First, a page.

Judge in Dylann Roof Case Has a History of Racist Comments

Read the shocking language in the documents.

Centralized Bond Hearing Court of Charleston, SC/AP

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The judge who held the bond hearing for Dylann Roof, the suspect in the mass shooting in Charleston, South Carolina, has a history of making racist comments, according to court documents. The Daily Beast reports that in 2003, Magistrate James B.Gosnell told a black defendant, “There are four kinds of people in this world—black people, white people, red necks, and n—rs.” The comment led to a disciplinary proceeding that was eventually heard by the state Supreme Court in 2005.

During the investigation, according to records from the proceeding, Gosnell argued that his statement was excusable because “he knew the defendant, the defendant’s father, and the defendant’s grandfather,” and that he was merely repeating something he remembered hearing from “a veteran African American sheriff’s deputy.” The document goes on to say:

“Respondent [Gosnell] alleges he repeated this statement to the defendant in an ill-considered effort to encourage him to recognize and change the path he had chosen in life.”

The same proceeding details another ethical pickle that Gosnell found himself in two days after the racist comment, when he allegedly helped get another judge out of jail in a DUI case.

“Respondent [Gosnell] met the arresting officer and Judge Mendelsohn at the detention center. At some point, respondent took possession of the ticket, placed a ‘bond hearing’ stamp on the back, and entered the amount of $1,002.00. When detention center officials expressed concerns over Judge Mendelsohn’s release, respondent remarked ‘this didn’t happen until 8:00 a.m.,’ or words of similar import and effect. Respondent acknowledges it was his intention to facilitate Judge Mendelsohn’s release without waiting for the morning bond hearing and to make it appear that Judge Mendelsohn’s bond was set at 8:00 a.m. in accordance with Mount Pleasant’s bond procedure.”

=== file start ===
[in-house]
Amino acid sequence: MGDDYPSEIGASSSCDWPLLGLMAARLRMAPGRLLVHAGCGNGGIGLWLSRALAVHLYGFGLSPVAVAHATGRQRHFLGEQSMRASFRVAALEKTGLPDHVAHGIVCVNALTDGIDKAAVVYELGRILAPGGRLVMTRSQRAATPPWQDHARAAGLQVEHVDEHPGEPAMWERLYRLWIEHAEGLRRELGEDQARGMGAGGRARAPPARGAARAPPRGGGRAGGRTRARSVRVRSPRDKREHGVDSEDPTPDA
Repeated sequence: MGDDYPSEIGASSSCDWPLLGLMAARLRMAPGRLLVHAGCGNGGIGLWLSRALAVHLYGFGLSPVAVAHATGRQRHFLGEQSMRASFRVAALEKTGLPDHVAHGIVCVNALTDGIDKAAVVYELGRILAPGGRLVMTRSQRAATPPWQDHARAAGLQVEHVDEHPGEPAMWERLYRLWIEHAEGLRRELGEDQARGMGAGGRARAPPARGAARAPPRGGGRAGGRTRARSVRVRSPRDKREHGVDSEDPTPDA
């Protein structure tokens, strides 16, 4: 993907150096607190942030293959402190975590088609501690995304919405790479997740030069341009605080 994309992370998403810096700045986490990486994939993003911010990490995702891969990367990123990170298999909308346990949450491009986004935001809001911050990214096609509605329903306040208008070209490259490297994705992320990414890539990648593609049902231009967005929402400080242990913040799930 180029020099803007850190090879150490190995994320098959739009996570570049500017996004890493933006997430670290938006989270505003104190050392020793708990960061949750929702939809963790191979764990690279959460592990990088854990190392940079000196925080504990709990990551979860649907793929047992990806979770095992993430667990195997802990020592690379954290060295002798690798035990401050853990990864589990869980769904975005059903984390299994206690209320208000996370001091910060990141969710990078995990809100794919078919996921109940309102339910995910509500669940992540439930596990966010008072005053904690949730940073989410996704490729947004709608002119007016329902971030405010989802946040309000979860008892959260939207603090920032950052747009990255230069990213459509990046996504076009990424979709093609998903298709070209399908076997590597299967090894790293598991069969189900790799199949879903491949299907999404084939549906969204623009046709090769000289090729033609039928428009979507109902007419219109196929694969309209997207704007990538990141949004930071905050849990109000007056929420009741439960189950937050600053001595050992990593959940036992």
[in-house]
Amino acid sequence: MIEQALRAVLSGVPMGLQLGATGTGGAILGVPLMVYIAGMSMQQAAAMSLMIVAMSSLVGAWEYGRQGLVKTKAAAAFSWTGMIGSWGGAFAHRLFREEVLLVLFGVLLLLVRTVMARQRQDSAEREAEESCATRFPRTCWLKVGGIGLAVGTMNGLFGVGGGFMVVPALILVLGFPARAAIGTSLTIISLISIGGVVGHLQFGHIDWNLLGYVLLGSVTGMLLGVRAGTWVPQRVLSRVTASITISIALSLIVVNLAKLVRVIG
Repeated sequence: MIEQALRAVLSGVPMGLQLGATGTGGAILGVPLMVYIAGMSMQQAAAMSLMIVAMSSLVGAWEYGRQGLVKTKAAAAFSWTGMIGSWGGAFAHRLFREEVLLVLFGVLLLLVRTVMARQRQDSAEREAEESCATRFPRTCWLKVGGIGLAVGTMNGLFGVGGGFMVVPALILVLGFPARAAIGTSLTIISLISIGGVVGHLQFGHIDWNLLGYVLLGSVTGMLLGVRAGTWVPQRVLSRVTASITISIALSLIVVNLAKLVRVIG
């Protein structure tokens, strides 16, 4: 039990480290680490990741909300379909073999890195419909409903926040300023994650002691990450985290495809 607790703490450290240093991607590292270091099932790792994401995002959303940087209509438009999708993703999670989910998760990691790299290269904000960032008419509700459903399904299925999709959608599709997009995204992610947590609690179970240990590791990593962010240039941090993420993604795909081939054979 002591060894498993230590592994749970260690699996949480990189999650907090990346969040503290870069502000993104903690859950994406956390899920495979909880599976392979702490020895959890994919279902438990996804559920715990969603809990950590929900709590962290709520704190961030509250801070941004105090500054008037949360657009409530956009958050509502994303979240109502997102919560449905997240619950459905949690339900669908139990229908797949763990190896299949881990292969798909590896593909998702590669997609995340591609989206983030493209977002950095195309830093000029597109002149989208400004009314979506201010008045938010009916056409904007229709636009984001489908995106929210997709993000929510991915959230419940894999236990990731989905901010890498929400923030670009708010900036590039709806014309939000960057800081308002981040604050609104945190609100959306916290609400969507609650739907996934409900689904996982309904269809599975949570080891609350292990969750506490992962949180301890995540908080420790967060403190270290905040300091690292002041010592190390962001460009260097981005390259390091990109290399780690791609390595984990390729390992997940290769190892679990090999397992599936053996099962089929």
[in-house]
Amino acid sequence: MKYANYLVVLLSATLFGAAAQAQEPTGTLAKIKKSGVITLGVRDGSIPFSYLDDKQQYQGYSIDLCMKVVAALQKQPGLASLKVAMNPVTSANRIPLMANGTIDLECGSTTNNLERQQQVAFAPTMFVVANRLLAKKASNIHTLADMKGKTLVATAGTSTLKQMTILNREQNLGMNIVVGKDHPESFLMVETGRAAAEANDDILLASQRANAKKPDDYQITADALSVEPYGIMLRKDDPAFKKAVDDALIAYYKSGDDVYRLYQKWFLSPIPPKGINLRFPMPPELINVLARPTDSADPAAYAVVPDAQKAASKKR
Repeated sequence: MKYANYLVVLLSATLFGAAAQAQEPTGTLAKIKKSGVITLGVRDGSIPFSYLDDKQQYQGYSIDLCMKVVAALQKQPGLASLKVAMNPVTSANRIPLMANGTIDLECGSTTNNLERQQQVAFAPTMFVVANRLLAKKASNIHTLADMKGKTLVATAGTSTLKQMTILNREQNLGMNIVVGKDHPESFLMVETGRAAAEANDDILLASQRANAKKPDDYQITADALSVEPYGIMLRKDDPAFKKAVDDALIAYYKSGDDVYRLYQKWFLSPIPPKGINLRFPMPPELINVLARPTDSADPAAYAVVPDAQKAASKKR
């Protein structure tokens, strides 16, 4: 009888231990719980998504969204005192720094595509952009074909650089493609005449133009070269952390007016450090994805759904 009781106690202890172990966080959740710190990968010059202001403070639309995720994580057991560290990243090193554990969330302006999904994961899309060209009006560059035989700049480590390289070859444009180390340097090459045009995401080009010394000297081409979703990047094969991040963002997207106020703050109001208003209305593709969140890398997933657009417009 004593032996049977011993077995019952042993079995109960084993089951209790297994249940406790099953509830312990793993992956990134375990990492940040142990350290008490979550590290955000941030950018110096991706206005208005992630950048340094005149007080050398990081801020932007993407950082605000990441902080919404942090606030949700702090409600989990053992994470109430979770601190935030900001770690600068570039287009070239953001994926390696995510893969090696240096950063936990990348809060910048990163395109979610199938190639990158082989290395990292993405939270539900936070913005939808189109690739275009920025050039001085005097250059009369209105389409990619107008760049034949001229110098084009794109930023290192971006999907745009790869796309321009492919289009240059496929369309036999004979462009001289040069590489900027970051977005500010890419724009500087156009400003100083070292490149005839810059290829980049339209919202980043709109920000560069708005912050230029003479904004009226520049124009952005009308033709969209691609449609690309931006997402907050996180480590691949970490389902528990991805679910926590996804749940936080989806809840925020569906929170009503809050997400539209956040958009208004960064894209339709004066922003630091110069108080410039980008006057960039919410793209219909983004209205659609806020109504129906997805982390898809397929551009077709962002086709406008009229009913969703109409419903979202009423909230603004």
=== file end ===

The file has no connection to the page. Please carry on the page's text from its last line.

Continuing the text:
Gosnell ultimately kept his job when the court concluded that an official reprimand would suffice.

At Friday’s bond hearing, Gosnell won praise for letting members of the victims’ families confront Roof directly. But some were surprised when he made comments about Roof’s family members being victims of the tragedy as well.

Charged with nine counts of murder and possession of a weapon during the commission of a violent crime, Roof is due back in court on October 23. His bail for the weapon charges was set by Gosnell at $1 million, but the judge said he did not have the authority to set bail for murder charges.

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DEMOCRACY DOES NOT EXIST...

without free and fair elections, a vigorous free press, and engaged citizens to reclaim power from those who abuse it.

In this election year unlike any other—against a backdrop of a pandemic, an economic crisis, racial reckoning, and so much daily crazy—Mother Jones' journalism is driven by one simple question: Will America will move closer to, or further from, justice and equity in the years to come?

If you're able to, please join us in this mission with a donation today. Our reporting right now is focused on voting rights and election security, corruption, disinformation, racial and gender equity, and the climate crisis. We can’t do it without the support of readers like you, and we need to give it everything we've got between now and November. Thank you.

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